On October 12, 1926, the hierarch was arrested again. In November at the special meeting of the Board of the Joint State Political Directorate (OGPU) he was sentenced to three years of exile in the Ural Mountain village of Kudymkar for his resistance to the Church schisms.
There were few religious people in that area, and the bishop after his huge flock in Kharkov became a true missionary in the environment of the triumph of militant atheism. “Our preaching is weak here,” he wrote in one of his letters while in exile.
Over that period the bishop wrote very much and tried to preach Christ as much as possible. Of course, this activity could not be concealed from the authorities. On the bishop’s name day the authorities searched the apartment where he lived. Absolutely everybody said that a local priest was to blame for that arrest, for he had informed on St. Onuphrius. “What has happened to Christians, even a priest?” the bishop expressed regret in one of his letters of that time.
“Once you lose God you lose love along with Him”
In October 1928, Bishop Onuphrius was arrested and sent to Tobolsk. An unpleasant incident met him on the way. Somebody pretending to be a beggar came up to the hierarch, hit him on the left arm and ran away. “My enemies wanted to kill me, but the Lord saved me,” he recalled afterwards.
The hierarch then was transferred from Tobolsk to Surgut. There were icons in all the huts where the escort made stops en route, with the exception of the village of Samarovo, “The family in whose hut we stopped for the night did not have a single icon,” the bishop recollected. “The family was obviously not religious. I watched them. The father and the elder son (an active atheist) made an uncertain impression. This thirteen-year-old Andryusha [a diminutive form of the Russian name Andrei] turned out to be a mean and spoiled boy; he followed an exiled Jew from my group furtively when the latter secretly walked outside the gate, where his friends living in the same village were waiting for him. The boy eavesdropped on the Jew and then informed the escort about it. The teenager did not take pity on the poor convict. The mother was extremely rude and even slovenly. She scolded me, though I was her guest, an arrestee with a grievous appearance. She charged me two rubles for a small piece of bread and a glass of tea with milk, though in reality it cost thirty kopecks [100 kopecks make one ruble]. It is true that once you lose God you lose love, compassion, meekness along with Him, and become a cruel, rude, avaricious animal… May the Lord bring these miserable people back to their senses!”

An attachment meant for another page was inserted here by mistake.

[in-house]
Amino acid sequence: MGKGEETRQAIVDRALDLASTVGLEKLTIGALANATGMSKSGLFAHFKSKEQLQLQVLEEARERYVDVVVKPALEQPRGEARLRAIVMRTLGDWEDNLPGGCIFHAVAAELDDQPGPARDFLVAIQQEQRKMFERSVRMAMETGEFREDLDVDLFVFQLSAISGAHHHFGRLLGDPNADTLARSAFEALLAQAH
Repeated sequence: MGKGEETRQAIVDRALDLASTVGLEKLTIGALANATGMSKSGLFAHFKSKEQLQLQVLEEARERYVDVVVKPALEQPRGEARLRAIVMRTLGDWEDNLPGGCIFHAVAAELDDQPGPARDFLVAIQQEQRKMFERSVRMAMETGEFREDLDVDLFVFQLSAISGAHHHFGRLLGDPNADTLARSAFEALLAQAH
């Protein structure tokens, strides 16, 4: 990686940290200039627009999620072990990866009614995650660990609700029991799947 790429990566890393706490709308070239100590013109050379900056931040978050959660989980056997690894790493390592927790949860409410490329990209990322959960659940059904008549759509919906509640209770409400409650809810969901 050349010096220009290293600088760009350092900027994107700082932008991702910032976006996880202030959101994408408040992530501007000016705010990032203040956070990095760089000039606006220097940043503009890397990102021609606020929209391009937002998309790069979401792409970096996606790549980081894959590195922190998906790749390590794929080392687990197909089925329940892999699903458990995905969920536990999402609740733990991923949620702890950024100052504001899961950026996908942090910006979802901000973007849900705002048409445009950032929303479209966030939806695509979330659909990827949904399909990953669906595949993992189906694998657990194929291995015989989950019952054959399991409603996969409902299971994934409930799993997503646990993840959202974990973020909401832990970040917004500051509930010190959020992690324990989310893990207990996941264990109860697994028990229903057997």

Bishop Onuphrius insisted, “The main duty of a bishop is to preach the Word of God. Almost all of us proclaim the Kingdom of God on earth in word. But only some of us take on the podvig [spiritual labor, feat in Russian] of spiritual writing upon ourselves… Today writing spiritual works is far more important for bishops… Now that many questions about the current life have arisen, it is our obligation to answer them, being guided by the Holy Bible, the Church canons, and the writings of the Holy Fathers, offering up our fervent prayers to the Lord and Comforter, Who enlightened the illiterate apostles…” And he wrote much. “If we are silent, then who will speak in our place? The Almighty Himself has sent us out to proclaim His Kingdom, and, truly, woe unto me, if I preach not the Gospel (cf. 1 Cor. 9:16)!”
“Be faithful unto death”
In 1933, it was the tenth anniversary of His Eminence Onuphrius’s consecration as bishop, and nearly half of these ten years were spent in prisons and exiles.
“Over these years I bore many temptations, fears, apprehensions and dangers. But the Lord delivered me from all these tribulations. The sorrows of exiles and prisons are insignificant compared with those of the Church… How did I manage to avoid all these schisms, inexperienced and timid as I am?… It was only by the mercy of God!” the hieromartyr wrote, summing the period of his ministry up.